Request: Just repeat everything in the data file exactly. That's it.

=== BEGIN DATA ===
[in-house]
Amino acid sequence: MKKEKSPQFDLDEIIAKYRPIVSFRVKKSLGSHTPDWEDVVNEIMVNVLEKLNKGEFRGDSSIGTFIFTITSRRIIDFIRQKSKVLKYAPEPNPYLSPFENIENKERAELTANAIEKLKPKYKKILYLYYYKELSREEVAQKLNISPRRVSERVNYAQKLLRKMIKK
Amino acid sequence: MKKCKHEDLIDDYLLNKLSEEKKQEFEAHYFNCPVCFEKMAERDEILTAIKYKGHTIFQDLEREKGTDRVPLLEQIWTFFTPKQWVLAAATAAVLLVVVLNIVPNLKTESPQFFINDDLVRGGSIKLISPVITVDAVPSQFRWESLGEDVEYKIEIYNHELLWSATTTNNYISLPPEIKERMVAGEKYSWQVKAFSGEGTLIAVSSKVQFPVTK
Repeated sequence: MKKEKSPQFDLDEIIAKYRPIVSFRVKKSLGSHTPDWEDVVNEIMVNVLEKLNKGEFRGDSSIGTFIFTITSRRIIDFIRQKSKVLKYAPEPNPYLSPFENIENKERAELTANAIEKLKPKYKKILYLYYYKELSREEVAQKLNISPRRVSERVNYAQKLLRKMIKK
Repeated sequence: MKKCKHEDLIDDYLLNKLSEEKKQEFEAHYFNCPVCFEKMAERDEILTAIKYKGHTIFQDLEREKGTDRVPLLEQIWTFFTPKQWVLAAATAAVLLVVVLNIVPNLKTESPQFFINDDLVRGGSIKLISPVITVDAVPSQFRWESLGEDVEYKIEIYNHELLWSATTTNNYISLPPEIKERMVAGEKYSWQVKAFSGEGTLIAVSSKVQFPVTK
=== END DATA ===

[in-house]
Amino acid sequence: MKKEKSPQFDLDEIIAKYRPIVSFRVKKSLGSHTPDWEDVVNEIMVNVLEKLNKGEFRGDSSIGTFIFTITSRRIIDFIRQKSKVLKYAPEPNPYLSPFENIENKERAELTANAIEKLKPKYKKILYLYYYKELSREEVAQKLNISPRRVSERVNYAQKLLRKMIKK
Amino acid sequence: MKKCKHEDLIDDYLLNKLSEEKKQEFEAHYFNCPVCFEKMAERDEILTAIKYKGHTIFQDLEREKGTDRVPLLEQIWTFFTPKQWVLAAATAAVLLVVVLNIVPNLKTESPQFFINDDLVRGGSIKLISPVITVDAVPSQFRWESLGEDVEYKIEIYNHELLWSATTTNNYISLPPEIKERMVAGEKYSWQVKAFSGEGTLIAVSSKVQFPVTK
Repeated sequence: MKKEKSPQFDLDEIIAKYRPIVSFRVKKSLGSHTPDWEDVVNEIMVNVLEKLNKGEFRGDSSIGTFIFTITSRRIIDFIRQKSKVLKYAPEPNPYLSPFENIENKERAELTANAIEKLKPKYKKILYLYYYKELSREEVAQKLNISPRRVSERVNYAQKLLRKMIKK
Repeated sequence: MKKCKHEDLIDDYLLNKLSEEKKQEFEAHYFNCPVCFEKMAERDEILTAIKYKGHTIFQDLEREKGTDRVPLLEQIWTFFTPKQWVLAAATAAVLLVVVLNIVPNLKTESPQFFINDDLVRGGSIKLISPVITVDAVPSQFRWESLGEDVEYKIEIYNHELLWSATTTNNYISLPPEIKERMVAGEKYSWQVKAFSGEGTLIAVSSKVQFPVTK